Most people link poverty with the inner city-but that's no longer the case. A newly released study from The Brookings Institution found suburban poor outnumbered their city counterparts for the first time.
On “Street Signs” CNBC’s Erin Burnett spoke with study co-author, Alan Berube about his report-- Two Steps Back: City and Suburban Poverty Trends.
She also spoke with Greg Brown--Executive Director and President of the Center for Community Solutions in Cleveland. (Last year--the study named Cleveland as the city with the highest poverty rate.)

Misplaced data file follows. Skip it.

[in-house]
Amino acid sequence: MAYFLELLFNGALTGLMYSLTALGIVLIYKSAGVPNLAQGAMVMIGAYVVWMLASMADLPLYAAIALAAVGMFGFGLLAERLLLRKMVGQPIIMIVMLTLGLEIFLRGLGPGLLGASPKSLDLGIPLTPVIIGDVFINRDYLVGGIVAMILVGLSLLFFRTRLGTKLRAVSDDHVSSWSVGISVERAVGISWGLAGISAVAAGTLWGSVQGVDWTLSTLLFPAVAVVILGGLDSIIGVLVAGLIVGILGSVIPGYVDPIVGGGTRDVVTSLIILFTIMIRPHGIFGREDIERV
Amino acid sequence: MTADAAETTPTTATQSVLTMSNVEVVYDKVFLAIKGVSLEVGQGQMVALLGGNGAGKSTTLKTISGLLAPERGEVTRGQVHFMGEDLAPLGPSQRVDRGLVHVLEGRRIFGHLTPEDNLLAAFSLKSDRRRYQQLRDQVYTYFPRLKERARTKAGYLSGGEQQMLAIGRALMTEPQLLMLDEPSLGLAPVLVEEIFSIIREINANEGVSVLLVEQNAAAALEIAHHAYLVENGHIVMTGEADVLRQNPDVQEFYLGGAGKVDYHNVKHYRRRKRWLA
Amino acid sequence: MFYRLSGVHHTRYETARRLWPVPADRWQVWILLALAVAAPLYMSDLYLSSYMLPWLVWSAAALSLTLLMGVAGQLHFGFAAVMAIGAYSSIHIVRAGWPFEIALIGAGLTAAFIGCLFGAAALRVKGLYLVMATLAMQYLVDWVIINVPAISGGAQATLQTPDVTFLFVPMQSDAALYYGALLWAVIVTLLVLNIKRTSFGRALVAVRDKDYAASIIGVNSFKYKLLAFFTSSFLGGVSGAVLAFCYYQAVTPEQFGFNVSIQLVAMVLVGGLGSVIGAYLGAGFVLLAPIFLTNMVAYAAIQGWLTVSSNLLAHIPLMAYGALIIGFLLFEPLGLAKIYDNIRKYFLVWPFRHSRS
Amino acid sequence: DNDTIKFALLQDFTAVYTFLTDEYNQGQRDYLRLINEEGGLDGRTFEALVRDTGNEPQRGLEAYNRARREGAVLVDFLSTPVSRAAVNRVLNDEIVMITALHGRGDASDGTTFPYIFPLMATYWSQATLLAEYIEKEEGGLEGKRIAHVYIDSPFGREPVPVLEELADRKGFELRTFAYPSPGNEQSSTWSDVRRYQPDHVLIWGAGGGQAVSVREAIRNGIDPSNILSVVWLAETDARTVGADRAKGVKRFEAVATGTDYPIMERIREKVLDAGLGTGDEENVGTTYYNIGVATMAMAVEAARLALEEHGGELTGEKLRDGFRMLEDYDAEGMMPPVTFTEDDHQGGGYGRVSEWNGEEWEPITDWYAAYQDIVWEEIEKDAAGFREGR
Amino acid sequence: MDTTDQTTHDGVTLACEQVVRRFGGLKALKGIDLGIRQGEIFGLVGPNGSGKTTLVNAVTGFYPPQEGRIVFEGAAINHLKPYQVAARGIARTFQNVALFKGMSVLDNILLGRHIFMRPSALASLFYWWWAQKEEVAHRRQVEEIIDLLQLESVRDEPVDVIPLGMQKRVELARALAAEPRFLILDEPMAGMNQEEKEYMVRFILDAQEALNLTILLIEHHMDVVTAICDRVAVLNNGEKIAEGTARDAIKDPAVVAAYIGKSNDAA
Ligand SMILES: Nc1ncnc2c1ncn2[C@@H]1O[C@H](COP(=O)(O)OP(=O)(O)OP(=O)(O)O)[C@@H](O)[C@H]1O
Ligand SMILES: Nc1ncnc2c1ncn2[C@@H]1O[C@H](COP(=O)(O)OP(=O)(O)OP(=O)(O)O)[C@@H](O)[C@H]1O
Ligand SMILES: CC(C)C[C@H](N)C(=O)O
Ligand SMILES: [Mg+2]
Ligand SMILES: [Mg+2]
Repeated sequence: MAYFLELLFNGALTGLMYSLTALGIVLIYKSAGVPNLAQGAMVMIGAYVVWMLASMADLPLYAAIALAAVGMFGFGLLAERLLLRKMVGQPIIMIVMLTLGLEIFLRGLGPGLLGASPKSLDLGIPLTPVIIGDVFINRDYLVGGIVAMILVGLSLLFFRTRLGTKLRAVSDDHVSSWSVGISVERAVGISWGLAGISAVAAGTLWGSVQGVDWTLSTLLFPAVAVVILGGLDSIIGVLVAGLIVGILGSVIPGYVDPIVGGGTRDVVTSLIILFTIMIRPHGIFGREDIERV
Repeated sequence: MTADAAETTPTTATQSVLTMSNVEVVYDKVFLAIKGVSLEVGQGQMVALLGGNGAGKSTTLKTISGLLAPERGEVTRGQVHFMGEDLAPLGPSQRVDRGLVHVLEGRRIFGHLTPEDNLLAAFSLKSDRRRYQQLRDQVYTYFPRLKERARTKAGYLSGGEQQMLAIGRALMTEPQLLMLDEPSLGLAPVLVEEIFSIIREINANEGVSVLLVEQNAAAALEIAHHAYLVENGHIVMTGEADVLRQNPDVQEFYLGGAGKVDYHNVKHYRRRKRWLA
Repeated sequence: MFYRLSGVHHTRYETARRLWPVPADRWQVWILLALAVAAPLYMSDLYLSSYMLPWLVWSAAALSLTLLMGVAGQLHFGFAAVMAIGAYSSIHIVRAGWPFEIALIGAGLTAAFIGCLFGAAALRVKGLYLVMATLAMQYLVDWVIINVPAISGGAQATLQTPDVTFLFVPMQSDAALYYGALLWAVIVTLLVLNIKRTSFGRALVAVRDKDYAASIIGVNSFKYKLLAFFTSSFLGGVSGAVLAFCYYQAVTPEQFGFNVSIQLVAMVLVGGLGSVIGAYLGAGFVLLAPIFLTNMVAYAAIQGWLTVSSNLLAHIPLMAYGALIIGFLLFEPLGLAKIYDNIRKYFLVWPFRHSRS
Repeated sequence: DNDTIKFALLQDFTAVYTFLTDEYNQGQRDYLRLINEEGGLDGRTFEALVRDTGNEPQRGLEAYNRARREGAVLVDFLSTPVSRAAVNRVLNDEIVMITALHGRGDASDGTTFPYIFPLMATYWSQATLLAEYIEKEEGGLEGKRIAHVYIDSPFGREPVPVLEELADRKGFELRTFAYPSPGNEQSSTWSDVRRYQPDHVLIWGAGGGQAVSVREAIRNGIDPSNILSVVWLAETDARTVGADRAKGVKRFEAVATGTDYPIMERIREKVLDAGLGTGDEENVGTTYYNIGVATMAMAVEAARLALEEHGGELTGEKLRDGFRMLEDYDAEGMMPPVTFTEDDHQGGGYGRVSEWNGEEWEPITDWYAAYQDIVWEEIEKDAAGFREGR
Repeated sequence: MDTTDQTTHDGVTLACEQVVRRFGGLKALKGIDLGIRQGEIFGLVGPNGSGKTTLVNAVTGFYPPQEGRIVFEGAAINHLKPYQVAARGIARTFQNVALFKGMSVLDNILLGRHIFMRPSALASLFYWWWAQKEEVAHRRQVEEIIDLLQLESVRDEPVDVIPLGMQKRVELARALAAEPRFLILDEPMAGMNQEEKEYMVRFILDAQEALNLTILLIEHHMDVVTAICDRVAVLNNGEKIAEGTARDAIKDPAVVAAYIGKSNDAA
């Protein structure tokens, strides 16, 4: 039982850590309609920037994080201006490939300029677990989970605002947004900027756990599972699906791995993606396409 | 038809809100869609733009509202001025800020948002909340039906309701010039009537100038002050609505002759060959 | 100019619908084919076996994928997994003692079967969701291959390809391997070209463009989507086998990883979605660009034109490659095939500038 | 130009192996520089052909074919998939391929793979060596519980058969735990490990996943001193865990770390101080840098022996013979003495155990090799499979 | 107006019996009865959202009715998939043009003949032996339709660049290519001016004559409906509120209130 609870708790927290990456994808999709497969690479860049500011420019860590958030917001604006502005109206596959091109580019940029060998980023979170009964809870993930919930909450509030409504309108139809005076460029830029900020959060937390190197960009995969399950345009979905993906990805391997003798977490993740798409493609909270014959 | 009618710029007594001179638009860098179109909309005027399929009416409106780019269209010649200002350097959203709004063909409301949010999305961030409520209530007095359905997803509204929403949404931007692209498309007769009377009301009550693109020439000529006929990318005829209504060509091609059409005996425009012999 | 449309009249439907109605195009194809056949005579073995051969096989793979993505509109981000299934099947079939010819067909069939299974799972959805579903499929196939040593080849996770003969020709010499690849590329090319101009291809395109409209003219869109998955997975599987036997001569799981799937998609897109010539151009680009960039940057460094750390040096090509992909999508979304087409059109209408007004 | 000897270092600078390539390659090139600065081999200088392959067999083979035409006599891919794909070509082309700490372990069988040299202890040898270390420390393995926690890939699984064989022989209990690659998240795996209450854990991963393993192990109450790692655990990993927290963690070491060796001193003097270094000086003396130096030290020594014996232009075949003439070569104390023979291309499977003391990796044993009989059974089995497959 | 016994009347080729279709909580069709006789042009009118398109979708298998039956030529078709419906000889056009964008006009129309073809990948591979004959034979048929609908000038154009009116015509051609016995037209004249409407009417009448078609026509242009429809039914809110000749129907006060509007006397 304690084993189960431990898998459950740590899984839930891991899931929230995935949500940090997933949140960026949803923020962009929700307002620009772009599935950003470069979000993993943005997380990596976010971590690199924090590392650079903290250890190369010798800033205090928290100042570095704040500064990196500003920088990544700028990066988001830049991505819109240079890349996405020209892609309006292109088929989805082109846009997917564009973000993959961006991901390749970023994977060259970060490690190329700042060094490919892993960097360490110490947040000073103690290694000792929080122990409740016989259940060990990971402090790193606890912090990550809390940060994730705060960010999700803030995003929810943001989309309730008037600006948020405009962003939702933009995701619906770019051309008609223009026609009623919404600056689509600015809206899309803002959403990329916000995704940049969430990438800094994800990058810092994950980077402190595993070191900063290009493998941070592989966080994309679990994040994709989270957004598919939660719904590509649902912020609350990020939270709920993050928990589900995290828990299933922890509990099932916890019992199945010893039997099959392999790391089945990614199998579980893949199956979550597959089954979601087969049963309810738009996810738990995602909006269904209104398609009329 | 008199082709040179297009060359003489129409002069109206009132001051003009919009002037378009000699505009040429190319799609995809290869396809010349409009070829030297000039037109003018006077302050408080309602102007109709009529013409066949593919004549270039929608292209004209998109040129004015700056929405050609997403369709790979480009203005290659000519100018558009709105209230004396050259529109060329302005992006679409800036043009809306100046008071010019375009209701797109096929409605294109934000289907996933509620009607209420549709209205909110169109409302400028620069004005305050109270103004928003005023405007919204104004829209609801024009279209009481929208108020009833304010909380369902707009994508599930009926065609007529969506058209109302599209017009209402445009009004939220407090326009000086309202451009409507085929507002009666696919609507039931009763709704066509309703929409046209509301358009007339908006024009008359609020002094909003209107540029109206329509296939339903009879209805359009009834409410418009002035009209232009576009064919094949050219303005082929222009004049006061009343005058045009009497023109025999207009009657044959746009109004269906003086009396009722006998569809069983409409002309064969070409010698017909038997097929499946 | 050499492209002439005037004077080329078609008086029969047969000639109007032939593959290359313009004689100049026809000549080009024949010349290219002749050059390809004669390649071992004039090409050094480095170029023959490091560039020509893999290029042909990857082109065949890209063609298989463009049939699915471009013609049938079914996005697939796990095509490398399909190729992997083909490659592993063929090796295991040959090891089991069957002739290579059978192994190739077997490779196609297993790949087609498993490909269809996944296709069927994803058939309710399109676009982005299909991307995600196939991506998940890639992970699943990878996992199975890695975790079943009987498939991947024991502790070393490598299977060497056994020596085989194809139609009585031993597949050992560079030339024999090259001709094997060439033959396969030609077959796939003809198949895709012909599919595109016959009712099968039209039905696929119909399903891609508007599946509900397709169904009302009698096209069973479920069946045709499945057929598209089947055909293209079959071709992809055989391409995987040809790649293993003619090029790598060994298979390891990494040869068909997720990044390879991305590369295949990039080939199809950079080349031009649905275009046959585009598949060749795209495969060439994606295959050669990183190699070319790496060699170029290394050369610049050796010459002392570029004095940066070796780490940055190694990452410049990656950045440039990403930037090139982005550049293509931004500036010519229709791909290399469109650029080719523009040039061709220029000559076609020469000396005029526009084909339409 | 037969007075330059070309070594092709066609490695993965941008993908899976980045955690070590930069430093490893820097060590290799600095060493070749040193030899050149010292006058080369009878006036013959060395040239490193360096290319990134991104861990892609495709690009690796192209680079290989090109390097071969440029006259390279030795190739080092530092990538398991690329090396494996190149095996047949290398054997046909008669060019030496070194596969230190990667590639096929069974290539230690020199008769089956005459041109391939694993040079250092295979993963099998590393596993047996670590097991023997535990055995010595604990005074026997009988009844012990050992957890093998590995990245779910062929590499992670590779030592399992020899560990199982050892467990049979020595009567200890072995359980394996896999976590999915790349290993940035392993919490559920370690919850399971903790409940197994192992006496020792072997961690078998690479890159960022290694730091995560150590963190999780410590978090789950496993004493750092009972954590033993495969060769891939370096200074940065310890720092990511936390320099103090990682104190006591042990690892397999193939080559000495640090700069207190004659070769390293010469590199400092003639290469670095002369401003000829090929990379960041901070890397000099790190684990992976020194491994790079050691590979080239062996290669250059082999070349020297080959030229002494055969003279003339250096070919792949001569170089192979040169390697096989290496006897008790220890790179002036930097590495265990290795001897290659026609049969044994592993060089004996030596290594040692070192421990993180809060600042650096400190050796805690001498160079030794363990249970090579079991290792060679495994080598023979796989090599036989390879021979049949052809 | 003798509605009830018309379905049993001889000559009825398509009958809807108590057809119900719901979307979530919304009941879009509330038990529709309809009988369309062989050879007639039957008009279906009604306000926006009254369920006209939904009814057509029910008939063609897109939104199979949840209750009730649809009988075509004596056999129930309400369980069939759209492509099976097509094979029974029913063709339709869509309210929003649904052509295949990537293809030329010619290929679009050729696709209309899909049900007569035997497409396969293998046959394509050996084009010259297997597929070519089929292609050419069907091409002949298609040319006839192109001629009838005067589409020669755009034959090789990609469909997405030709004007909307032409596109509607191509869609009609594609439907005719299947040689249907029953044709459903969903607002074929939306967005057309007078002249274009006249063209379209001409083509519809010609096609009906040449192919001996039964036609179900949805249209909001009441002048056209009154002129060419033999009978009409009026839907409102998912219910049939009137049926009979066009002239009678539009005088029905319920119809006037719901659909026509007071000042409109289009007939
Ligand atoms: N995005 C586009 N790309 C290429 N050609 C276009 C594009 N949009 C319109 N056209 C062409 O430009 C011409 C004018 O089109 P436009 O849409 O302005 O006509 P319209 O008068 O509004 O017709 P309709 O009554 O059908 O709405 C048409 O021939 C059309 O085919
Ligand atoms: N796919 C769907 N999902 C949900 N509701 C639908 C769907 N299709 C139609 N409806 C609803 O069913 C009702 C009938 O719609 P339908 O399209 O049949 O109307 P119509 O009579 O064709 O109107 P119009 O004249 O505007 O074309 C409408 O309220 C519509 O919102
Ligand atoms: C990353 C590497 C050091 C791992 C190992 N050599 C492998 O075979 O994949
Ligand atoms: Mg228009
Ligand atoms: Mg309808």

Berube said what's new about his study is - up to 5 or 6 years ago the majority of America's poor lived in cities and today--they're in suburbs. He said it emphasizes the fact that economies today are regional - you can not separate them by city. Places rise and fall together, not separately.
He also said most poor families work today and they're in the suburbs because that's where the jobs are but that they need support to make up the gaps between wages and prices.
Greg Brown says when you look at the Cleveland poverty rate there's been a stark increase over the past 6 years of poor people in the suburbs. He also said one of the biggest challenges this poses for the suburbs--is the need for social services.